Southern Whiteface

Did you know?

The Southern Whiteface  forages in groups of 10-15 (or larger!) and mixes with other feeding species such as Yellow-rumped Thornbills, covering ground in short half-hops, one foot in front of the other, picking up food as they go.

Continual rapid twittering on one note, flight call is a brisk 'wit, wit-awit'.
Facts and Figures
Research Species: 
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Breeding season: 
June to December but inland breeding time is influenced by rainfall.
Clutch Size: 
2-5, usually 3 or 4
20 days
Conservation Status
Associated Plants
Plants associated with this species
Basic Information
Scientific Name: 
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What does it look like?

The Southern Whiteface is a small, sturdy, grey-brown bird with a stubby finch-like bill, white forehead with black margin and a pale eye. Underparts are pale grey with olive-buff flanks. In the south-west subspecies the flanks are mottled cinnamon-chestnut. In flight it flits its tail, which has a broad black tailband with white tips. 

Similar species: 

These birds are easily identified if seen clearly, otherwise they could be confused with the Chestnut-breasted Whiteface or the Banded Whiteface.

Where does it live?

The Southern Whiteface prefers the drier habitats of southern Australia.  In Queensland they are found only as far north as Birdsville and east to Darling Downs, in NSW east to about Tenterfield and south-west to the shale areas in the Sydney region. In Victoria they occur mostly in the drier foothills north of the Divide, in SA south to Eyre Peninsula. They are also found in southern Northern Territory and southern WA except the far south-west corner. They are not found in Tasmania.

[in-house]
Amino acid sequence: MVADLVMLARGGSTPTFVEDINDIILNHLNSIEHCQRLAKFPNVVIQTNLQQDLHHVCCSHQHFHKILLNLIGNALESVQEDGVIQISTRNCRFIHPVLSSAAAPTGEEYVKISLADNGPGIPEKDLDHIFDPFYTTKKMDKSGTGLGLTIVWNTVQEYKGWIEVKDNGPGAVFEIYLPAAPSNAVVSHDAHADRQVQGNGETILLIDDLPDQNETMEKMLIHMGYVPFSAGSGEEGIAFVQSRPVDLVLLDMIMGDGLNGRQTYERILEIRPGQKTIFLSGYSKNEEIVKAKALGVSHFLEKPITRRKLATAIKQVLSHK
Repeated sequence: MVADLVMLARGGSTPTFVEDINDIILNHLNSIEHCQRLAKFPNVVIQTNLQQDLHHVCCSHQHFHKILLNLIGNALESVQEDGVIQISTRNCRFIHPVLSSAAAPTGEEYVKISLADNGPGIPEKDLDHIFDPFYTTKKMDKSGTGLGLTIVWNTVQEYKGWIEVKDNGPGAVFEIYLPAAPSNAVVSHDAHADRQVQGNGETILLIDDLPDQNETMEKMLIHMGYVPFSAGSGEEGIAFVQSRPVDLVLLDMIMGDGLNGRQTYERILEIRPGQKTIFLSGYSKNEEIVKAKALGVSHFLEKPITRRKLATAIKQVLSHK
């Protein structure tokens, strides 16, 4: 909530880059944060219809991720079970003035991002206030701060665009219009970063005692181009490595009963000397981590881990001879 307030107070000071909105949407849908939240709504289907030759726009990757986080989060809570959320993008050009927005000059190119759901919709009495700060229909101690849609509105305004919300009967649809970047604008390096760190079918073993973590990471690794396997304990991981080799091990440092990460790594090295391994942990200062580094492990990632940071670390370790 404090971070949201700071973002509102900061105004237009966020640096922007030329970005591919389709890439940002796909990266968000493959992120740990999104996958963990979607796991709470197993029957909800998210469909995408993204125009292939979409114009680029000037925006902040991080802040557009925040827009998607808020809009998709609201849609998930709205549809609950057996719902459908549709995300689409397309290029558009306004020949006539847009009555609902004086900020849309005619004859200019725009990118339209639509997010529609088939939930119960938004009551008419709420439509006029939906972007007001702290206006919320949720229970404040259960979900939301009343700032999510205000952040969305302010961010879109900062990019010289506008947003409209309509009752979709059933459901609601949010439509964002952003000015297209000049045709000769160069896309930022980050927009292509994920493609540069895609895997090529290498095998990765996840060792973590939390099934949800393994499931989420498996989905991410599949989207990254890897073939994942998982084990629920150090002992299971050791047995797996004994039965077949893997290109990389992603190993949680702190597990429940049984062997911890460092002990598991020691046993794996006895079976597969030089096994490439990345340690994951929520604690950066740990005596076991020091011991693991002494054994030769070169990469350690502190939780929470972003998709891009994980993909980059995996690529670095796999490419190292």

Dry open forests and woodland and inland scrubs of mallee, mulga and saltbush are the preferred habitat of Southern Whiteface, especially areas with fallen timber or dead trees and stumps.

Seasonal movements: 

Southern Whiteface are locally common birds and are not migratory.

What does it do?

Feeding mainly on insects and spiders, the Southern Whiteface forages on the ground and low in shrubbery where they may also take seeds and leaves.


In breeding season the Southern Whiteface builds an untidy domed nest of grass, rootlets and bark. Nests are built in a hollow limb, stump or fence post or in the foliage of shrubs and small trees, in sheds or in nest- boxes. 

Living with us

Population declines of these birds appear to be due to habitat clearance for agriculture and degradation of woodland understorey for grazing.

Some studies suggest that mining operations may also impact negatively on the species, although the exact cause for their decline (e.g. habitat degradation, noise disturbance, exposure to pollutants) in mining areas is unknown.

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